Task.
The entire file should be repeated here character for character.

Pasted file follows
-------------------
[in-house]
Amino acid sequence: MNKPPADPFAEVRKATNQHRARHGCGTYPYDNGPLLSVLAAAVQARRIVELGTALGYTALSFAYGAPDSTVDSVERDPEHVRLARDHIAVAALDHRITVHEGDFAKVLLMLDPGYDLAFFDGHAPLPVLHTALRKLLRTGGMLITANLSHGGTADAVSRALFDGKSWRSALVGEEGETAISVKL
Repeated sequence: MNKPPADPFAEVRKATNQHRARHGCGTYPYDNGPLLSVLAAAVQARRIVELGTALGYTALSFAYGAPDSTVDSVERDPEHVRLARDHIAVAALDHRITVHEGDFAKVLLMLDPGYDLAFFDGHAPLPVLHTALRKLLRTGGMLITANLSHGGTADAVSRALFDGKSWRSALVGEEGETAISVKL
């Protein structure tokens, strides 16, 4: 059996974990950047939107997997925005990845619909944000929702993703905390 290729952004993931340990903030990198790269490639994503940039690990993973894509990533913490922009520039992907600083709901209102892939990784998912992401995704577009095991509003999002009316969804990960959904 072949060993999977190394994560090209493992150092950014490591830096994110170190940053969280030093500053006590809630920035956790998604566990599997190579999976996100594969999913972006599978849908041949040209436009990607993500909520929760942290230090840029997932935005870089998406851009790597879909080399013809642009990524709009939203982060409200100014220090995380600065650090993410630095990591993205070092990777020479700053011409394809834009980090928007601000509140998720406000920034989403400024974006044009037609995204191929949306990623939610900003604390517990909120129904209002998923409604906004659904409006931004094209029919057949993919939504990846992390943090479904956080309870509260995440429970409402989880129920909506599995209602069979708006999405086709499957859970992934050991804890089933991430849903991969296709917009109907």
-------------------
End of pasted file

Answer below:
[in-house]
Amino acid sequence: MNKPPADPFAEVRKATNQHRARHGCGTYPYDNGPLLSVLAAAVQARRIVELGTALGYTALSFAYGAPDSTVDSVERDPEHVRLARDHIAVAALDHRITVHEGDFAKVLLMLDPGYDLAFFDGHAPLPVLHTALRKLLRTGGMLITANLSHGGTADAVSRALFDGKSWRSALVGEEGETAISVKL
Repeated sequence: MNKPPADPFAEVRKATNQHRARHGCGTYPYDNGPLLSVLAAAVQARRIVELGTALGYTALSFAYGAPDSTVDSVERDPEHVRLARDHIAVAALDHRITVHEGDFAKVLLMLDPGYDLAFFDGHAPLPVLHTALRKLLRTGGMLITANLSHGGTADAVSRALFDGKSWRSALVGEEGETAISVKL
């Protein structure tokens, strides 16, 4: 059996974990950047939107997997925005990845619909944000929702993703905390 290729952004993931340990903030990198790269490639994503940039690990993973894509990533913490922009520039992907600083709901209102892939990784998912992401995704577009095991509003999002009316969804990960959904 072949060993999977190394994560090209493992150092950014490591830096994110170190940053969280030093500053006590809630920035956790998604566990599997190579999976996100594969999913972006599978849908041949040209436009990607993500909520929760942290230090840029997932935005870089998406851009790597879909080399013809642009990524709009939203982060409200100014220090995380600065650090993410630095990591993205070092990777020479700053011409394809834009980090928007601000509140998720406000920034989403400024974006044009037609995204191929949306990623939610900003604390517990909120129904209002998923409604906004659904409006931004094209029919057949993919939504990846992390943090479904956080309870509260995440429970409402989880129920909506599995209602069979708006999405086709499957859970992934050991804890089933991430849903991969296709917009109907």